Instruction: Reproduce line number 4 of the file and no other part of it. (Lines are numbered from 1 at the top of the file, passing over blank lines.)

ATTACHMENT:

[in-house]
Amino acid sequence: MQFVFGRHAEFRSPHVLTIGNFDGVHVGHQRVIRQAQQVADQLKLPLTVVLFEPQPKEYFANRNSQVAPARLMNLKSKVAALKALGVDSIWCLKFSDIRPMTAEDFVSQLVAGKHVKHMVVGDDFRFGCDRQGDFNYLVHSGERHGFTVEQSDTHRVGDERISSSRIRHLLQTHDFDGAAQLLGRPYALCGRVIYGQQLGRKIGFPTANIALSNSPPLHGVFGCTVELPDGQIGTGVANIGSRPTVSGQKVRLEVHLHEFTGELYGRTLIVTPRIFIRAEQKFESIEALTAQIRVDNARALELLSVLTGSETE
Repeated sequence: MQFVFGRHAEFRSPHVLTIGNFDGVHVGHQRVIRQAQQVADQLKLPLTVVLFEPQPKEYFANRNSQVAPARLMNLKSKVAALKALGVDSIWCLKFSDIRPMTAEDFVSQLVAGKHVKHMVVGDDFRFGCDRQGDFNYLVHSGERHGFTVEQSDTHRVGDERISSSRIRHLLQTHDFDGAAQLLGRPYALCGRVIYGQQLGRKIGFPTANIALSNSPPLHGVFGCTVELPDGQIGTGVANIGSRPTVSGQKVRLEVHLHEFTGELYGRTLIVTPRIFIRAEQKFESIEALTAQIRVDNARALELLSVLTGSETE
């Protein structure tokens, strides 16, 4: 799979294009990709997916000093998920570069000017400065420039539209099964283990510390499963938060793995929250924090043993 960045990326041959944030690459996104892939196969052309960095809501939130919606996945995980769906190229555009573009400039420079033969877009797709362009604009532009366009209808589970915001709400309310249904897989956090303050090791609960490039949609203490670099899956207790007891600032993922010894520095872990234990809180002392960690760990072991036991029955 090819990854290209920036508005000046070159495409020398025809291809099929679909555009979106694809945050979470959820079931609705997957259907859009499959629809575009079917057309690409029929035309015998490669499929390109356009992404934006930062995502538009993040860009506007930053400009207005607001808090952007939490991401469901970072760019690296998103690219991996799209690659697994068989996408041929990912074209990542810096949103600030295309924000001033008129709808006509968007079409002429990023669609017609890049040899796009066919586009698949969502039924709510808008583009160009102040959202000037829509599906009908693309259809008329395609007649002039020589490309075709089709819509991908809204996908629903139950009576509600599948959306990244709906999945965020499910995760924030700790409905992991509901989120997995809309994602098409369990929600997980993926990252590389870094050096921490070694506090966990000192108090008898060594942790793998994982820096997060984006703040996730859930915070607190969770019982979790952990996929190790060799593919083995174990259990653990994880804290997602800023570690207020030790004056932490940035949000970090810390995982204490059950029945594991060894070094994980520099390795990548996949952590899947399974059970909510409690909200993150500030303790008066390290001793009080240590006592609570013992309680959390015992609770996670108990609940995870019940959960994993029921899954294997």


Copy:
């Protein structure tokens, strides 16, 4: 799979294009990709997916000093998920570069000017400065420039539209099964283990510390499963938060793995929250924090043993 960045990326041959944030690459996104892939196969052309960095809501939130919606996945995980769906190229555009573009400039420079033969877009797709362009604009532009366009209808589970915001709400309310249904897989956090303050090791609960490039949609203490670099899956207790007891600032993922010894520095872990234990809180002392960690760990072991036991029955 090819990854290209920036508005000046070159495409020398025809291809099929679909555009979106694809945050979470959820079931609705997957259907859009499959629809575009079917057309690409029929035309015998490669499929390109356009992404934006930062995502538009993040860009506007930053400009207005607001808090952007939490991401469901970072760019690296998103690219991996799209690659697994068989996408041929990912074209990542810096949103600030295309924000001033008129709808006509968007079409002429990023669609017609890049040899796009066919586009698949969502039924709510808008583009160009102040959202000037829509599906009908693309259809008329395609007649002039020589490309075709089709819509991908809204996908629903139950009576509600599948959306990244709906999945965020499910995760924030700790409905992991509901989120997995809309994602098409369990929600997980993926990252590389870094050096921490070694506090966990000192108090008898060594942790793998994982820096997060984006703040996730859930915070607190969770019982979790952990996929190790060799593919083995174990259990653990994880804290997602800023570690207020030790004056932490940035949000970090810390995982204490059950029945594991060894070094994980520099390795990548996949952590899947399974059970909510409690909200993150500030303790008066390290001793009080240590006592609570013992309680959390015992609770996670108990609940995870019940959960994993029921899954294997």